Sustainability Science Program

Guangyou Hao

Guangyou Hao

Period at SSP: Fall 2010 - Spring 2012
Appointment title at SSP: Giorgio Ruffolo Post-doctoral Fellow in Sustainability Science
Research project title at SSP: Physiology and Ecology of a Desert Shrub: Implications for Its Sustainable Use in Arid Regions of Northern China
Faculty host at SSP: N. Michele Holbrook
Final SSP progress report on file: Progress report
Documents produced drawing on fellowship research: Documents
Most recent institutional appointment on file: Harvard University, Arnold Arboretum
Most recent email on file: guangyouhao@gmail.com
Most recent website on file: http://arboretum.harvard.edu/people/guang-you-hao/
Most recent CV on file: CV
This entry last updated on: April 17, 2013

Documents

Fan, Ze-Xin, Shi-Bao Zhang, Guang-You Hao, JW Ferry Slik and Kun-Frang Cao. 2012. Hydraulic conductivity traits predict growth rates and adult stature of 40 Asian tropical tree species better than wood density. Journal of Ecology 100(3): 732-741.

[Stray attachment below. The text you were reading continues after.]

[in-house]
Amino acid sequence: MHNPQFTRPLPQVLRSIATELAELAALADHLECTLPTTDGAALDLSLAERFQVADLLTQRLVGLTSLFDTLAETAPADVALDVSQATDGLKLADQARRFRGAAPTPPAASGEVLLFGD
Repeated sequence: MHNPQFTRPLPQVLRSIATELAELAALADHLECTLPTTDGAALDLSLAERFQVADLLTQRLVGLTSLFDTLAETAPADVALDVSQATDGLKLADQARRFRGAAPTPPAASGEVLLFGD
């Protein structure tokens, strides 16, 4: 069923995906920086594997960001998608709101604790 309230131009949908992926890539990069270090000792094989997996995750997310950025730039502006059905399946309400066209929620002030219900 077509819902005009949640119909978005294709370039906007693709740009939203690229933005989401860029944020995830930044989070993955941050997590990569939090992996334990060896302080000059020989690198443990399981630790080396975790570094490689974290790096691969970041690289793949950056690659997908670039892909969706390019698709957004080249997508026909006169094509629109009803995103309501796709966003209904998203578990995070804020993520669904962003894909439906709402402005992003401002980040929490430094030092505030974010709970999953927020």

Hao, Guang-You Hao, James K. Wheeler, N. Michele Holbrook and Guillermo Goldstein. 2013. Investigating xylem embolism formation, refilling and water storage in tree trunks using frequency domain reflectometry, Journal of Experimental Botany, doi:10.1093/jxb/ert090.

Hao, Guang-You Hao, Ai-Ying Wang, Zhi-Hui Liu, Augusto C. Franco, Guillermo Goldstein, and Kun-Fang Cao. 2011. Differentiation in light energy dissipation between hemiepiphytic and non-hemiepiphytic Ficus species with contrasting xylem hydraulic conductivity. Tree Physiology 31(6): 626–636. [doi:10.1093/treephys/tpr035]

Hao, Guang-You, Guillermo Goldstein, Lawren Sack, N. Michele Holbrook, Zhi-Hui Liu, Ai-Ying Wang, Rhett D. Harrison, Zhi-Hui Su, and Kun-Fang Cao. 2011. Ecology of hemiepiphytism in fig species is based on evolutionary correlation of hydraulics and carbon economy. Ecology  92:2117-2130. [doi:10.1890/11-0269.1]

Hao, Guangyou. 2011. Effect of Polyploidy on Ecophysiology of Four-Wing Saltbush: Implications for its Sustainable Use in Agriculture and Degraded Land Reclamation.
CID Working Paper No. 52, Center for International Development, Cambridge, MA: Harvard University.